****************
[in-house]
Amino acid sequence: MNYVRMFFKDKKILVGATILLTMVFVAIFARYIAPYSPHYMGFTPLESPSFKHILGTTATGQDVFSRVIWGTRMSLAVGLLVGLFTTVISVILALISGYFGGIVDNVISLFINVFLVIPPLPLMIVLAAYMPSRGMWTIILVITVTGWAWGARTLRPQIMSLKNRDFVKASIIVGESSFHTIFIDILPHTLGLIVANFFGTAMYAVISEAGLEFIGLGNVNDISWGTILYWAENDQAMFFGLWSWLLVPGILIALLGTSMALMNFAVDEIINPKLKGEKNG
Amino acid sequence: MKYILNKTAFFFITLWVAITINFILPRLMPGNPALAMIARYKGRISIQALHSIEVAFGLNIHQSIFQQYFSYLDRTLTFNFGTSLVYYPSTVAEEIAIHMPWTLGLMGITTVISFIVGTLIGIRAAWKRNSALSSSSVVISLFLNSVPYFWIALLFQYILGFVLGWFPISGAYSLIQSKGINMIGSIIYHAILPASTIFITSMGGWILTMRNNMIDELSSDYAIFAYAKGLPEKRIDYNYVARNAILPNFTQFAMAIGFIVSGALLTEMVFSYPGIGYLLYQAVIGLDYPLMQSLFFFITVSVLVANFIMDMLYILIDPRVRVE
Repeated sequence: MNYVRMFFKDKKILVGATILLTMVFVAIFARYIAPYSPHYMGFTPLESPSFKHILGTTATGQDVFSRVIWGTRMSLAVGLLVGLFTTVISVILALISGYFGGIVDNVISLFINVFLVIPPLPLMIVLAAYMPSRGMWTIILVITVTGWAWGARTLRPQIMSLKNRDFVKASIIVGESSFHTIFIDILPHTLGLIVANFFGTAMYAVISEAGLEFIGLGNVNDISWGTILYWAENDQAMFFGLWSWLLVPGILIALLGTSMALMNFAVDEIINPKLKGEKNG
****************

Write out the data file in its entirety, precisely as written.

[in-house]
Amino acid sequence: MNYVRMFFKDKKILVGATILLTMVFVAIFARYIAPYSPHYMGFTPLESPSFKHILGTTATGQDVFSRVIWGTRMSLAVGLLVGLFTTVISVILALISGYFGGIVDNVISLFINVFLVIPPLPLMIVLAAYMPSRGMWTIILVITVTGWAWGARTLRPQIMSLKNRDFVKASIIVGESSFHTIFIDILPHTLGLIVANFFGTAMYAVISEAGLEFIGLGNVNDISWGTILYWAENDQAMFFGLWSWLLVPGILIALLGTSMALMNFAVDEIINPKLKGEKNG
Amino acid sequence: MKYILNKTAFFFITLWVAITINFILPRLMPGNPALAMIARYKGRISIQALHSIEVAFGLNIHQSIFQQYFSYLDRTLTFNFGTSLVYYPSTVAEEIAIHMPWTLGLMGITTVISFIVGTLIGIRAAWKRNSALSSSSVVISLFLNSVPYFWIALLFQYILGFVLGWFPISGAYSLIQSKGINMIGSIIYHAILPASTIFITSMGGWILTMRNNMIDELSSDYAIFAYAKGLPEKRIDYNYVARNAILPNFTQFAMAIGFIVSGALLTEMVFSYPGIGYLLYQAVIGLDYPLMQSLFFFITVSVLVANFIMDMLYILIDPRVRVE
Repeated sequence: MNYVRMFFKDKKILVGATILLTMVFVAIFARYIAPYSPHYMGFTPLESPSFKHILGTTATGQDVFSRVIWGTRMSLAVGLLVGLFTTVISVILALISGYFGGIVDNVISLFINVFLVIPPLPLMIVLAAYMPSRGMWTIILVITVTGWAWGARTLRPQIMSLKNRDFVKASIIVGESSFHTIFIDILPHTLGLIVANFFGTAMYAVISEAGLEFIGLGNVNDISWGTILYWAENDQAMFFGLWSWLLVPGILIALLGTSMALMNFAVDEIINPKLKGEKNG